One night, I got home and thought about all the outfits I’d had on that day.
There was the 3 a.m. nursing mommy t-shirt and shorts, glasses, and loose hair. A little later, the polished court suit, perfect make-up, hair slicked back tight. That afternoon, the jeans, pony-tail, Doc Martens, and sweater, as I took the older kids out in the double-stroller, with the youngest strapped on in the baby-pack. After making dinner, a quick change into a church skirt to attend a training session for Sunday School teachers. Finally, home again, and back into comfy mommy-mode.
It occurred to me that all of these outfits expressed a different part of who I am. They weren’t dressing-up to be something other than “me,” they were displaying a particular aspect of my character and responsibilities.
I’ve been used to thinking of dressing-up, or acting, or writing a character, as putting on something that isn’t really me. I’m just pretending. But it doesn’t work to just pretend. If we don’t believe it, at least a little, there’s no magic. It becomes preposterous, or humiliating, like poor little Ralphie in the bunny costume.
For example, when I first wrote the scenes with Zheng He, I had a specific outline, that generally followed what Evil Bob had thought was going to happen. Part of the control I placed on it was my awe of Zheng He– after researching his incredibly difficult and monumentally accomplished life, I was scared to write of him in a familiar way. But, he didn’t let me write it the way I’d planned.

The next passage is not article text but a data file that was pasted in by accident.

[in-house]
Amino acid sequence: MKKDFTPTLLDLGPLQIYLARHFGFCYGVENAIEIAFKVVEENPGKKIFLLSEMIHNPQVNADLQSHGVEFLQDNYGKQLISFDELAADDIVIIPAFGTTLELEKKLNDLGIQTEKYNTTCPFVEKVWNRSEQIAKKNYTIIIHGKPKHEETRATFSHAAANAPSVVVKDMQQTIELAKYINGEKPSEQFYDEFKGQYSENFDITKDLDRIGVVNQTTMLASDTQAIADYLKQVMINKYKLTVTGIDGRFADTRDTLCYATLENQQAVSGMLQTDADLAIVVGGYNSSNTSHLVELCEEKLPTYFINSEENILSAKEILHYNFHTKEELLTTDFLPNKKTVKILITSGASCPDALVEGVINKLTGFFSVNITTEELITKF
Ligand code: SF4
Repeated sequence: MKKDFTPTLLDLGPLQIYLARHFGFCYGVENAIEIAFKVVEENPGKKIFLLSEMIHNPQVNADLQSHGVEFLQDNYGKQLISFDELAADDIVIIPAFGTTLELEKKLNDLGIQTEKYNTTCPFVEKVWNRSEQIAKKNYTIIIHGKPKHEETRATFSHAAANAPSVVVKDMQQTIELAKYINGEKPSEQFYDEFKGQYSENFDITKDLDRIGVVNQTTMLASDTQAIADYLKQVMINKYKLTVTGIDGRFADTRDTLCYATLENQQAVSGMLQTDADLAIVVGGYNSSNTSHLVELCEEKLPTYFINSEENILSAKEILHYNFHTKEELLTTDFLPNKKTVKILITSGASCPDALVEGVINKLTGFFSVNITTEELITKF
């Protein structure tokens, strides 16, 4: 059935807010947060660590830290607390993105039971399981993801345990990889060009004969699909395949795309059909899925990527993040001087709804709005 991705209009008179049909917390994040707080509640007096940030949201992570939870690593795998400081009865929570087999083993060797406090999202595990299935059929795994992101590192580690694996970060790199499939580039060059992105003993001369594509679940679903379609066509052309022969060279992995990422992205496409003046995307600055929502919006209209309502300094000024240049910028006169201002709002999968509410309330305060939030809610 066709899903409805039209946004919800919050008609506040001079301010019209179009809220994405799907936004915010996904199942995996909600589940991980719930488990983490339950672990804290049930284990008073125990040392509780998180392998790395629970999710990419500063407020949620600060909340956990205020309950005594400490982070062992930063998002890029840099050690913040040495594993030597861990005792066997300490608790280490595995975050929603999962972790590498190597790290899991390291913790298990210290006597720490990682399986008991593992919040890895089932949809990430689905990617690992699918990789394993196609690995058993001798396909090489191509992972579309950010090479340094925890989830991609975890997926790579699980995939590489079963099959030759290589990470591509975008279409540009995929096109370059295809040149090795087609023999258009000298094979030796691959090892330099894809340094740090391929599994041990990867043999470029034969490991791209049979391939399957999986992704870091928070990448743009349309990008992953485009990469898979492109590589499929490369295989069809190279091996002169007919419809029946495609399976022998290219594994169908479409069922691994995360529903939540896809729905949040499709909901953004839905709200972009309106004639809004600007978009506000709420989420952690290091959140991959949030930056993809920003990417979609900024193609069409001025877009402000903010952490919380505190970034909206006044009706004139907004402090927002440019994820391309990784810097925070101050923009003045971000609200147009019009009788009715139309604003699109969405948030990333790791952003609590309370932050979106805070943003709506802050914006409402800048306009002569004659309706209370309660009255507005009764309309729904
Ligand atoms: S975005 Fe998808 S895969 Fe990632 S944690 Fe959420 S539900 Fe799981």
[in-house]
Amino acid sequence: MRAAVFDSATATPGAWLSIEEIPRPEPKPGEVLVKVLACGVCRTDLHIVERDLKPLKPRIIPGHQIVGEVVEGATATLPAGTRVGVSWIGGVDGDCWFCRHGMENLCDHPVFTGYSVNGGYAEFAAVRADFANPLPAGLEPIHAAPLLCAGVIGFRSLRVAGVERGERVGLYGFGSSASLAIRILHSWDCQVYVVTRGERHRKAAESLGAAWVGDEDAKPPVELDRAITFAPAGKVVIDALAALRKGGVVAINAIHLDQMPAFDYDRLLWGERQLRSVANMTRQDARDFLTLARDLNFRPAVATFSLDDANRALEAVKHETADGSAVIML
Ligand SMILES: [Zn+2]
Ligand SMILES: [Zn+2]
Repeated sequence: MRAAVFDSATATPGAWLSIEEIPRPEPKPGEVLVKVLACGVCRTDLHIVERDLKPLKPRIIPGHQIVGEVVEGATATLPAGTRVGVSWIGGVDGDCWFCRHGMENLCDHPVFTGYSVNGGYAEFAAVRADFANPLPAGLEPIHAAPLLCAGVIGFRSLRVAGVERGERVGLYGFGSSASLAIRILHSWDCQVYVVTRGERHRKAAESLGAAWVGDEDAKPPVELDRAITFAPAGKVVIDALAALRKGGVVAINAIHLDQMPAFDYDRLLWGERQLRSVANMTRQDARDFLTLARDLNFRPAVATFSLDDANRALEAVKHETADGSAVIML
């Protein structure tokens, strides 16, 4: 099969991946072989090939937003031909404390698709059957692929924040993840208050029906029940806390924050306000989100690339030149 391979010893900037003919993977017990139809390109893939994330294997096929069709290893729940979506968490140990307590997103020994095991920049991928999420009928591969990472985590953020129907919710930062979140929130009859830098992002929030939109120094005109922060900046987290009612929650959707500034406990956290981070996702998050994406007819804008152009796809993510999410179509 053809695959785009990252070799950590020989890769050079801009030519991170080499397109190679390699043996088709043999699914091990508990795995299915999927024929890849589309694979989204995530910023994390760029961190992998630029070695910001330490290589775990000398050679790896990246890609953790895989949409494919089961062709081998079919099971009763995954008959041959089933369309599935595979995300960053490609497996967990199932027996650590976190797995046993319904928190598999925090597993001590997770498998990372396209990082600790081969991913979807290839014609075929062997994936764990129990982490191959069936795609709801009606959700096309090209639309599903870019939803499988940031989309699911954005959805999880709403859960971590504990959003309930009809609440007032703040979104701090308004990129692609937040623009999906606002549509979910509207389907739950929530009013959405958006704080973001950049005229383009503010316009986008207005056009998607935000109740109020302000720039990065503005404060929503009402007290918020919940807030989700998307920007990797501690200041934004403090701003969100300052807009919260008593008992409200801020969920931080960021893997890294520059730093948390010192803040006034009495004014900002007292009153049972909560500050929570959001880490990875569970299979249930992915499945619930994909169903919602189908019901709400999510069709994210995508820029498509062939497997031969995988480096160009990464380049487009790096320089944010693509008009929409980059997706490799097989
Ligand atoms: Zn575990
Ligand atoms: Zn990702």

After I wrote the scenes, I went back and wrote the entire section from his perspective, to see if I really believed it. I started to see ways that I could relate my own minor experiences to his epic ones. That’s when, for me, the magic started happening, when I could start to feel how he might have felt. Without that sympathy, it can’t feel real.
In the same way, physically putting on a costume isn’t fun if there’s nothing in it we can understand. When we put on a costume we enjoy, it works because there’s something in it that we can identify as being part of us, even if amplified out of all proportion, or freed from normal restraints. You might be setting Mr. Hyde loose for a night, but it’s the Mr. Hyde that was dwelling in you the entire time.
So, this Halloween, remember that when you’re covering yourself with all that makeup and costuming, you’re really revealing your deepest, innermost soul for all to see. 😉